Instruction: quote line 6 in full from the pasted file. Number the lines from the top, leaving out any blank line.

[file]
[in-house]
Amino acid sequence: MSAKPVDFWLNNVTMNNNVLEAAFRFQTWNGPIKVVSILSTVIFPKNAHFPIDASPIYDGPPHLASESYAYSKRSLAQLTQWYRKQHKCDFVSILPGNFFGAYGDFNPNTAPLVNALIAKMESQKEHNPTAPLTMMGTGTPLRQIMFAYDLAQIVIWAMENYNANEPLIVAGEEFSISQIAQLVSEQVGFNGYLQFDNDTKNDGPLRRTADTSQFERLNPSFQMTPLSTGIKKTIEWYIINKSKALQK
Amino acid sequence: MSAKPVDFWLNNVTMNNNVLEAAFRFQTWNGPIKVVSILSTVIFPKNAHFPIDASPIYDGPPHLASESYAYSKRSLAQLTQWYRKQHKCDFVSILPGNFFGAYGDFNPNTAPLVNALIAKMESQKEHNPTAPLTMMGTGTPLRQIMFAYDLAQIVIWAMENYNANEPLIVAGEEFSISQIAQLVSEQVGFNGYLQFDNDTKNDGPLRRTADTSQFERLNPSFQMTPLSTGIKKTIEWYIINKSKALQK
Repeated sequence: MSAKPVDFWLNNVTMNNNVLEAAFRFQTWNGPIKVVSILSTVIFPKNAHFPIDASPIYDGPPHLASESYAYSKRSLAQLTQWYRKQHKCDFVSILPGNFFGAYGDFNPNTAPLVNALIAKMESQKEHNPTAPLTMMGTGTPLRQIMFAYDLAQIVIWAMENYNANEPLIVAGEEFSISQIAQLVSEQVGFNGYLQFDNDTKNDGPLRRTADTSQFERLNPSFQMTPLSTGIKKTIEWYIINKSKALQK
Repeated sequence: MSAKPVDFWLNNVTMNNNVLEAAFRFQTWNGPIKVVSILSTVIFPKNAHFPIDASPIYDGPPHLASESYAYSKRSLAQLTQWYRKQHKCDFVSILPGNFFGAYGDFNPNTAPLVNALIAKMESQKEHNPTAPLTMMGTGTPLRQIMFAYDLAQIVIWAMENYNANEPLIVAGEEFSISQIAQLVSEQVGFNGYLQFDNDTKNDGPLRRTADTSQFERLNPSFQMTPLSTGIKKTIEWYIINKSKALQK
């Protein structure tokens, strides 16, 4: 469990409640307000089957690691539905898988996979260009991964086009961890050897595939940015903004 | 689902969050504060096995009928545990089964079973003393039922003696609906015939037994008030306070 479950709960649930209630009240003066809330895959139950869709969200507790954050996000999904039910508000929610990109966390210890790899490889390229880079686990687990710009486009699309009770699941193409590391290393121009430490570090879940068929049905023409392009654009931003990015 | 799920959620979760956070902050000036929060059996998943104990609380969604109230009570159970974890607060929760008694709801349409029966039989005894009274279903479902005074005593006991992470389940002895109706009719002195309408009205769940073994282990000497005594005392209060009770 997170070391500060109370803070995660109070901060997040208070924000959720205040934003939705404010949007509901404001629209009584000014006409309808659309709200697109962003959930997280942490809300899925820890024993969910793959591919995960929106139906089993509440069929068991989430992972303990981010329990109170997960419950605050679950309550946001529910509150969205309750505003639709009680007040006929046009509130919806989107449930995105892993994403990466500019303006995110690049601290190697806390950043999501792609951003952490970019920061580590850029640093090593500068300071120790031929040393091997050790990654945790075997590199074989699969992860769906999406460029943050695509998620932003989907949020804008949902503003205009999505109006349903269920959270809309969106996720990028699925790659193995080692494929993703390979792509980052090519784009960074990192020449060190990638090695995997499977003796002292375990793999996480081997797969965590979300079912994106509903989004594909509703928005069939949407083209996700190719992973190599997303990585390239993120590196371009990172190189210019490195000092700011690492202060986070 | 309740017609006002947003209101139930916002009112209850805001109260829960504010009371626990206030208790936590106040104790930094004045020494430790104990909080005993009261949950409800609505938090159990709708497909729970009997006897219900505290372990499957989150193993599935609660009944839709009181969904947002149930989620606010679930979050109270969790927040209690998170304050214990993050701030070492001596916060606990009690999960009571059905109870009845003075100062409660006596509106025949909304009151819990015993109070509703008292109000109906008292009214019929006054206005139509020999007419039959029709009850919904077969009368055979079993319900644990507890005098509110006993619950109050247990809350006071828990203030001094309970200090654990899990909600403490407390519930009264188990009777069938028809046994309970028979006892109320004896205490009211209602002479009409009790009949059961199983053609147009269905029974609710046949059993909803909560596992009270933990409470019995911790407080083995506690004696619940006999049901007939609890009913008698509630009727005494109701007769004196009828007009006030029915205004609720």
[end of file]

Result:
């Protein structure tokens, strides 16, 4: 469990409640307000089957690691539905898988996979260009991964086009961890050897595939940015903004 | 689902969050504060096995009928545990089964079973003393039922003696609906015939037994008030306070 479950709960649930209630009240003066809330895959139950869709969200507790954050996000999904039910508000929610990109966390210890790899490889390229880079686990687990710009486009699309009770699941193409590391290393121009430490570090879940068929049905023409392009654009931003990015 | 799920959620979760956070902050000036929060059996998943104990609380969604109230009570159970974890607060929760008694709801349409029966039989005894009274279903479902005074005593006991992470389940002895109706009719002195309408009205769940073994282990000497005594005392209060009770 997170070391500060109370803070995660109070901060997040208070924000959720205040934003939705404010949007509901404001629209009584000014006409309808659309709200697109962003959930997280942490809300899925820890024993969910793959591919995960929106139906089993509440069929068991989430992972303990981010329990109170997960419950605050679950309550946001529910509150969205309750505003639709009680007040006929046009509130919806989107449930995105892993994403990466500019303006995110690049601290190697806390950043999501792609951003952490970019920061580590850029640093090593500068300071120790031929040393091997050790990654945790075997590199074989699969992860769906999406460029943050695509998620932003989907949020804008949902503003205009999505109006349903269920959270809309969106996720990028699925790659193995080692494929993703390979792509980052090519784009960074990192020449060190990638090695995997499977003796002292375990793999996480081997797969965590979300079912994106509903989004594909509703928005069939949407083209996700190719992973190599997303990585390239993120590196371009990172190189210019490195000092700011690492202060986070 | 309740017609006002947003209101139930916002009112209850805001109260829960504010009371626990206030208790936590106040104790930094004045020494430790104990909080005993009261949950409800609505938090159990709708497909729970009997006897219900505290372990499957989150193993599935609660009944839709009181969904947002149930989620606010679930979050109270969790927040209690998170304050214990993050701030070492001596916060606990009690999960009571059905109870009845003075100062409660006596509106025949909304009151819990015993109070509703008292109000109906008292009214019929006054206005139509020999007419039959029709009850919904077969009368055979079993319900644990507890005098509110006993619950109050247990809350006071828990203030001094309970200090654990899990909600403490407390519930009264188990009777069938028809046994309970028979006892109320004896205490009211209602002479009409009790009949059961199983053609147009269905029974609710046949059993909803909560596992009270933990409470019995911790407080083995506690004696619940006999049901007939609890009913008698509630009727005494109701007769004196009828007009006030029915205004609720």